FRANCE: Muslim tries to buy controlling interest in Charlie Hebdo, masterful creator of the Mohammed cartoons offensive to Islam

Rachid Nekkaz, the Muslim entrepreneur who has offered to pay the fines of all women convicted of wearing a burka in France, is now seeking to acquire a 51% controlling interest in Charlie Hebdo, according to his blog.

“Given that the magazine Charlie Hebdo is feeling the full force of the crisis which is affecting the entire French press, I think it is important to preserve and perpetuate the satirical character of the magazine Charlie Hebdo”, he writes. (Who does he think he’s kidding?)

Specifically, he offers to inject 700,000 euros into the magazine immediately, and more if needed. “At a time when the magazine is the declared target of extremist islamists on all sides, it is not inopportune that Charlie Hebdo’s board of directors should welcome a shareholder of Muslim culture into its midst.” Islam vs Europe


France.24  Riot police in Paris on Saturday continued to enforce a ban on protests against the anti-Islam film ‘Innocence of Muslims’ and the French magazine Charlie Hebdo that published cartoons mocking the prophet Mohammed on Wednesday.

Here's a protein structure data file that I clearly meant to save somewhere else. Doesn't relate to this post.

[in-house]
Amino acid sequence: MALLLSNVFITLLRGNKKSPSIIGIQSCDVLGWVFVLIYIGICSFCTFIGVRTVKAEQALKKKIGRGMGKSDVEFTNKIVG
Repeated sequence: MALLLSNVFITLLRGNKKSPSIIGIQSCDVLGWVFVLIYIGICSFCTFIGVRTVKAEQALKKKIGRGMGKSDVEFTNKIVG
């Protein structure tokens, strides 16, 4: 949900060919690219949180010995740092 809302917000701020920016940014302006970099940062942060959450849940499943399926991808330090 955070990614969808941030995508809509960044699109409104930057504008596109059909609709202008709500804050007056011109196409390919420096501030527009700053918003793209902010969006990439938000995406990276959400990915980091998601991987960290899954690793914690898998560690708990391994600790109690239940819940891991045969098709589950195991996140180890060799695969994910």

Squads were positioned near the city’s Grand Mosque, on the Trocadero square that overlooks the Eiffel Tower, and on the Place de la Concorde, where a week ago an unauthorised demo about the film led to police making 150 arrests. Social networks have been awash this week with appeals for Muslims in France, home to western Europe’s largest Islamic community, to defy the ban and hold fresh protests.

HUFFPO  A French court has convicted a man for carrying a weapon at an illegal demonstration in front of the U.S. Embassy protesting a video that protesting Muslims say insulted the Prophet Muhammad.

The 24-year-old convert to Islam was sentenced to three months in prison. Saturday’s ruling came hours after police detained a man in the western city of La Rochelle suspected of threatening to decapitate the editor of a French satirical weekly that published lewd caricatures of the prophet on Wednesday amid protests around the world against the amateurish film produced in California.

The swift action in both cases reflects concern in France, where Islam is the second biggest religion after Christianity, about potential fallout from the video and the caricatures. Protests planned for Saturday were banned, and police increased security around the U.S. Embassy, at the main Paris mosque and at other sensitive sites.

A week ago, police detained 151 protesters who suddenly gathered at the U.S. Embassy without authorization and eventually released all but the convicted man, Loic Guibet. Police found a retractable club bearing his fingerprints in a garbage can nearby. Guibet, who works for the French railway and is married, claimed he brought the weapons “preventatively” should a Zionist group blamed for violence in the past show up.